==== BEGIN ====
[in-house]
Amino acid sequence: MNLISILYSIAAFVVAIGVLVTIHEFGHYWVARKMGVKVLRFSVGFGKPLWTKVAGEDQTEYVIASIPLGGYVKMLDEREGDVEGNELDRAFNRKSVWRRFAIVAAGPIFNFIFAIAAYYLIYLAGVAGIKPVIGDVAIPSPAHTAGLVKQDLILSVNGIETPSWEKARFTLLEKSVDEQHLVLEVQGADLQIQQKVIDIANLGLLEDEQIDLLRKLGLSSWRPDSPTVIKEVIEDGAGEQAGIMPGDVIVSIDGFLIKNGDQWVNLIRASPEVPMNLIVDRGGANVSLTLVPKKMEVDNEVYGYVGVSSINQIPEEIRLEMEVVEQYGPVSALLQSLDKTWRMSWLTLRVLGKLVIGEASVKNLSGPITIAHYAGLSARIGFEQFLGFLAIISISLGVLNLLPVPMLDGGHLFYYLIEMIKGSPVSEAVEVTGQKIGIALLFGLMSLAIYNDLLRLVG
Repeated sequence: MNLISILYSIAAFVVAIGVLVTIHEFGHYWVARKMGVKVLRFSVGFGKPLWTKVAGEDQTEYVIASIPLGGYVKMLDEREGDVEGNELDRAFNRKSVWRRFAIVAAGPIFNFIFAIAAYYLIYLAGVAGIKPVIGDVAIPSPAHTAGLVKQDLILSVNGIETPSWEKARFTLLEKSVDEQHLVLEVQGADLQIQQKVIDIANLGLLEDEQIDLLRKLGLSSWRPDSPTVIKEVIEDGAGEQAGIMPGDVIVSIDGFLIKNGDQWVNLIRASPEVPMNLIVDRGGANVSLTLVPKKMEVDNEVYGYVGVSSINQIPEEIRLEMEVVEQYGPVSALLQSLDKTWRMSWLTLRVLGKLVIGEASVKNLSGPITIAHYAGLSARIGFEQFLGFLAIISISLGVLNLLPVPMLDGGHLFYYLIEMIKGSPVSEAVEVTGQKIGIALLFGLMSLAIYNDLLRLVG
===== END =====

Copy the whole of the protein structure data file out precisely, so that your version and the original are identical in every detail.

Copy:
[in-house]
Amino acid sequence: MNLISILYSIAAFVVAIGVLVTIHEFGHYWVARKMGVKVLRFSVGFGKPLWTKVAGEDQTEYVIASIPLGGYVKMLDEREGDVEGNELDRAFNRKSVWRRFAIVAAGPIFNFIFAIAAYYLIYLAGVAGIKPVIGDVAIPSPAHTAGLVKQDLILSVNGIETPSWEKARFTLLEKSVDEQHLVLEVQGADLQIQQKVIDIANLGLLEDEQIDLLRKLGLSSWRPDSPTVIKEVIEDGAGEQAGIMPGDVIVSIDGFLIKNGDQWVNLIRASPEVPMNLIVDRGGANVSLTLVPKKMEVDNEVYGYVGVSSINQIPEEIRLEMEVVEQYGPVSALLQSLDKTWRMSWLTLRVLGKLVIGEASVKNLSGPITIAHYAGLSARIGFEQFLGFLAIISISLGVLNLLPVPMLDGGHLFYYLIEMIKGSPVSEAVEVTGQKIGIALLFGLMSLAIYNDLLRLVG
Repeated sequence: MNLISILYSIAAFVVAIGVLVTIHEFGHYWVARKMGVKVLRFSVGFGKPLWTKVAGEDQTEYVIASIPLGGYVKMLDEREGDVEGNELDRAFNRKSVWRRFAIVAAGPIFNFIFAIAAYYLIYLAGVAGIKPVIGDVAIPSPAHTAGLVKQDLILSVNGIETPSWEKARFTLLEKSVDEQHLVLEVQGADLQIQQKVIDIANLGLLEDEQIDLLRKLGLSSWRPDSPTVIKEVIEDGAGEQAGIMPGDVIVSIDGFLIKNGDQWVNLIRASPEVPMNLIVDRGGANVSLTLVPKKMEVDNEVYGYVGVSSINQIPEEIRLEMEVVEQYGPVSALLQSLDKTWRMSWLTLRVLGKLVIGEASVKNLSGPITIAHYAGLSARIGFEQFLGFLAIISISLGVLNLLPVPMLDGGHLFYYLIEMIKGSPVSEAVEVTGQKIGIALLFGLMSLAIYNDLLRLVG